Tuesday, July 31, 2007

Thuesday column: What is it with doctors? The economics of terrorism.

Two questions went through my mind as I looked into the eyes of Dr Mohamed Haneef during his 60 Minutes interview on Sunday night.

One was what damning information the Immigration Minister Kevin Andrews could possibly have on him. It was apparently enough to prevent Mr Andrews from giving him back his visa, but not enough to stand up in court. Or maybe it was too sensitive to reveal at the time, in which case I can’t understand why the Minister plans to reveal it today.

Or maybe Dr Haneef is completely innocent. He certainly looked it on 60 Minutes.

The other question concerns doctors...

Dr Haneef gave his mobile phone card to a cousin suspected of involvement in the Glasgow car bombing, Doctor Sabeel Ahmed.

What is it about doctors, I wondered as he explained that the British wing of his extended family were respected medicos.

Five of the nine people arrested over the Glasgow bombing had the word ‘doctor’ in front of their names. One was a PhD, another was a medical student.

What is it about doctors? They spend their time saving lives and they are usually better educated and better off than the people around them.

And terrorists tend to be uneducated and poor, right?

The US President thinks they are. After the September 11 attacks he declared his determination to “fight against poverty because hope is an answer to terror”. His wife said that “educated children are much more likely to embrace the values that defeat terror.”

After the 2005 London transit bombing Britain’s Tony Blair proclaimed that “where there is extremism, fanaticism or acute and appalling forms of poverty in one continent, the consequences no longer stay fixed in that continent.”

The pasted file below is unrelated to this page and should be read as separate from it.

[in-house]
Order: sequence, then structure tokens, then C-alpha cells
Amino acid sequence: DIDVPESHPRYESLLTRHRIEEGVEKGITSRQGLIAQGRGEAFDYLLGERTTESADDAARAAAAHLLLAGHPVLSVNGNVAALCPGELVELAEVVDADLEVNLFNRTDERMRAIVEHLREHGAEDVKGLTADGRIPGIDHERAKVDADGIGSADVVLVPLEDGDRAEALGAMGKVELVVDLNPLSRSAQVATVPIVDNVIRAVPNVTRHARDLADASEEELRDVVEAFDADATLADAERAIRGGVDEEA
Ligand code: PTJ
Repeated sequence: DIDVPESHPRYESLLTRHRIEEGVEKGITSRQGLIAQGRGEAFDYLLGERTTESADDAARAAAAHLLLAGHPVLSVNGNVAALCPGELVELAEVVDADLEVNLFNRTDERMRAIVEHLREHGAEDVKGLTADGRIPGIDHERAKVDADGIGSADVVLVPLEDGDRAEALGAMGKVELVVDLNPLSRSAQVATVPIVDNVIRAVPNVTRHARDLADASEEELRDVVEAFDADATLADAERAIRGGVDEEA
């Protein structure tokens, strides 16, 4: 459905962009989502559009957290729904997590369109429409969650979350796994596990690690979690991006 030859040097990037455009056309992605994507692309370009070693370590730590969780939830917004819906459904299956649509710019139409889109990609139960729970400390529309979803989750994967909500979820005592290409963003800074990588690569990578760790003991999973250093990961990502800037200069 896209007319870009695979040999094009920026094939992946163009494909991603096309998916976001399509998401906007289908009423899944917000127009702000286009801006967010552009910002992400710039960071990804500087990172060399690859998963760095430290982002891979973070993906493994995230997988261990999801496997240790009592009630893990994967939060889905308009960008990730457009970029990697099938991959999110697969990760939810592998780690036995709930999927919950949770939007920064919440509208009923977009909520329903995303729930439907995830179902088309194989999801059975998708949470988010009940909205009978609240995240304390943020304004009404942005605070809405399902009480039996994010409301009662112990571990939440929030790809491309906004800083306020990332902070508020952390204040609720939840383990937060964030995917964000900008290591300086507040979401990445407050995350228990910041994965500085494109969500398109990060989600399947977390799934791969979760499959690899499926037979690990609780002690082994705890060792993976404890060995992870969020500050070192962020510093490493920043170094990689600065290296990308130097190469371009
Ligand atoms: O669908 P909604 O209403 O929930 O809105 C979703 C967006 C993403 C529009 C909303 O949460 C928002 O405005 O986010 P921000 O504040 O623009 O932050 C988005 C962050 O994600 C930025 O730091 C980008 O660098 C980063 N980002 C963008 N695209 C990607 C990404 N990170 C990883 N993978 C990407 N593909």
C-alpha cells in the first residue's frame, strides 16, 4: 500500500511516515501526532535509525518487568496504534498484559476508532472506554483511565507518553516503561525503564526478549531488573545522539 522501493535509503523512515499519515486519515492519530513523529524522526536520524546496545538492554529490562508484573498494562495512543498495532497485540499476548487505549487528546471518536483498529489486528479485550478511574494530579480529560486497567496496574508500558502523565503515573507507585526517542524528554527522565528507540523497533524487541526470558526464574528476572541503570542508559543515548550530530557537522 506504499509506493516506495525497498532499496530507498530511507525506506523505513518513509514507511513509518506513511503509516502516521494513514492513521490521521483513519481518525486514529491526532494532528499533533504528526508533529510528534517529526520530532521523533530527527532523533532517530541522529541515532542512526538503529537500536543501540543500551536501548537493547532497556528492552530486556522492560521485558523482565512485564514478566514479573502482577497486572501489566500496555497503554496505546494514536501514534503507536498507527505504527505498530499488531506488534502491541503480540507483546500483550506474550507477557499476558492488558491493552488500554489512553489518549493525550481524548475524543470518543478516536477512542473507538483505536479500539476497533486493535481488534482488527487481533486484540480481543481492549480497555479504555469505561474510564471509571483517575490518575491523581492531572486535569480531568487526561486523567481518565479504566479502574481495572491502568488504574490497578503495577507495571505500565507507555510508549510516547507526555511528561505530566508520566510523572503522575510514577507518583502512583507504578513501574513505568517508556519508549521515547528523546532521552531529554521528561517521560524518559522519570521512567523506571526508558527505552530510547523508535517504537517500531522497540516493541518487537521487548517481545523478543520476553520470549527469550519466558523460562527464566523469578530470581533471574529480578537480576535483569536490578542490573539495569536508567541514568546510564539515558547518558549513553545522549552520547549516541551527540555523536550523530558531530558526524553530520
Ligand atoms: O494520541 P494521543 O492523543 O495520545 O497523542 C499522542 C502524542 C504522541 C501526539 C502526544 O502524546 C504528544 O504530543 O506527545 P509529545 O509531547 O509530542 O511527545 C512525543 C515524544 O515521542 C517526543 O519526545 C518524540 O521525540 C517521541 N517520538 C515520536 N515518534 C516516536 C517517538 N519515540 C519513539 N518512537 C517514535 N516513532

The Archbishop of Canterbury said terrorism flowed from “economic powerlessness”. In this country Tim Costello declared, “we cannot win a war on terrorism unless we wage a war against poverty”

And Kevin Rudd announced that it was “in our own interests to tackle poverty in our own region as part of a wider strategy to deal with the impact of terrorism”.

If seems universally obvious that poverty and poor education breed terrorism. But it’s wrong.

Alan Krueger from Princeton University was at first inclined to believe the conventional wisdom. As an economist specialising in occupational choice it made sense to him. Some people were able to get jobs as doctors or lawyers or economists, others with more limited means would choose crime, or terrorism.

Until he went in search of evidence for the terrorism part of the proposition and found next to none.

He has set out his findings in a book entitled What Makes A Terrorist: Economics and the Roots of Terrorism to be published next month.

He says the myth that poverty breeds terrorism can be traced back to 1933 and a landmark study entitled The Tragedy of Lynching. It linked the number of lynchings each year in the US South to the price of an acre of land and each acre’s yield of cotton. As economic conditions improved, the number of lynchings fell and from this flowed near universally accepted idea the idea that poverty led to frustration and aggression.